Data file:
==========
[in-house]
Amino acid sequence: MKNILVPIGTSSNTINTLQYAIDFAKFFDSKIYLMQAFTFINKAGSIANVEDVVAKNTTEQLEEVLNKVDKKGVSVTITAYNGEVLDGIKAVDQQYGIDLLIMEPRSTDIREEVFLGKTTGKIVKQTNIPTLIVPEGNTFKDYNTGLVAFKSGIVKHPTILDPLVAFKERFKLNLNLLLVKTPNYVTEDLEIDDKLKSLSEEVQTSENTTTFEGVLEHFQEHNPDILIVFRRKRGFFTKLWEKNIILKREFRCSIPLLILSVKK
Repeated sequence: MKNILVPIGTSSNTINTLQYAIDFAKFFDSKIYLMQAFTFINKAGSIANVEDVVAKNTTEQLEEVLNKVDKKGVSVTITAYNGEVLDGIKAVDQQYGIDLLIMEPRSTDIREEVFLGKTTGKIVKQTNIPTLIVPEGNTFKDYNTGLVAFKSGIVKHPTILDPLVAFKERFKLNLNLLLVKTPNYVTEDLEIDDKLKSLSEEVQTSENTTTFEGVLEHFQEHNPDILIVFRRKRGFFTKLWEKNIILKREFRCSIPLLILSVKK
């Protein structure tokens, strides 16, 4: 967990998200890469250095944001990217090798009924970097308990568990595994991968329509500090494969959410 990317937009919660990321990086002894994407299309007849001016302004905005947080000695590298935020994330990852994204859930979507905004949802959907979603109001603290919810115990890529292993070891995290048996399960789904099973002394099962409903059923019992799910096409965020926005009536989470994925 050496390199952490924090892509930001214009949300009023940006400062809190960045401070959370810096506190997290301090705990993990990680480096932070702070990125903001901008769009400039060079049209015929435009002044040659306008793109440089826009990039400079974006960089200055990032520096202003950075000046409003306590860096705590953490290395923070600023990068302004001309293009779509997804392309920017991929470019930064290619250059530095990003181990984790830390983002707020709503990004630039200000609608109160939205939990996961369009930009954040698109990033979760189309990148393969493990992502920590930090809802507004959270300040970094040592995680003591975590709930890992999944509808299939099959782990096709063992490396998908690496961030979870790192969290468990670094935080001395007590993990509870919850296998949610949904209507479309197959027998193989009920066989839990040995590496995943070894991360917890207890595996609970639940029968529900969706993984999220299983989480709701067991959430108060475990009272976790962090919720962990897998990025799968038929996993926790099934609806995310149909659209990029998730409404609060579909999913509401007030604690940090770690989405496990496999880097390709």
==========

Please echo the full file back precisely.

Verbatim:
[in-house]
Amino acid sequence: MKNILVPIGTSSNTINTLQYAIDFAKFFDSKIYLMQAFTFINKAGSIANVEDVVAKNTTEQLEEVLNKVDKKGVSVTITAYNGEVLDGIKAVDQQYGIDLLIMEPRSTDIREEVFLGKTTGKIVKQTNIPTLIVPEGNTFKDYNTGLVAFKSGIVKHPTILDPLVAFKERFKLNLNLLLVKTPNYVTEDLEIDDKLKSLSEEVQTSENTTTFEGVLEHFQEHNPDILIVFRRKRGFFTKLWEKNIILKREFRCSIPLLILSVKK
Repeated sequence: MKNILVPIGTSSNTINTLQYAIDFAKFFDSKIYLMQAFTFINKAGSIANVEDVVAKNTTEQLEEVLNKVDKKGVSVTITAYNGEVLDGIKAVDQQYGIDLLIMEPRSTDIREEVFLGKTTGKIVKQTNIPTLIVPEGNTFKDYNTGLVAFKSGIVKHPTILDPLVAFKERFKLNLNLLLVKTPNYVTEDLEIDDKLKSLSEEVQTSENTTTFEGVLEHFQEHNPDILIVFRRKRGFFTKLWEKNIILKREFRCSIPLLILSVKK
């Protein structure tokens, strides 16, 4: 967990998200890469250095944001990217090798009924970097308990568990595994991968329509500090494969959410 990317937009919660990321990086002894994407299309007849001016302004905005947080000695590298935020994330990852994204859930979507905004949802959907979603109001603290919810115990890529292993070891995290048996399960789904099973002394099962409903059923019992799910096409965020926005009536989470994925 050496390199952490924090892509930001214009949300009023940006400062809190960045401070959370810096506190997290301090705990993990990680480096932070702070990125903001901008769009400039060079049209015929435009002044040659306008793109440089826009990039400079974006960089200055990032520096202003950075000046409003306590860096705590953490290395923070600023990068302004001309293009779509997804392309920017991929470019930064290619250059530095990003181990984790830390983002707020709503990004630039200000609608109160939205939990996961369009930009954040698109990033979760189309990148393969493990992502920590930090809802507004959270300040970094040592995680003591975590709930890992999944509808299939099959782990096709063992490396998908690496961030979870790192969290468990670094935080001395007590993990509870919850296998949610949904209507479309197959027998193989009920066989839990040995590496995943070894991360917890207890595996609970639940029968529900969706993984999220299983989480709701067991959430108060475990009272976790962090919720962990897998990025799968038929996993926790099934609806995310149909659209990029998730409404609060579909999913509401007030604690940090770690989405496990496999880097390709």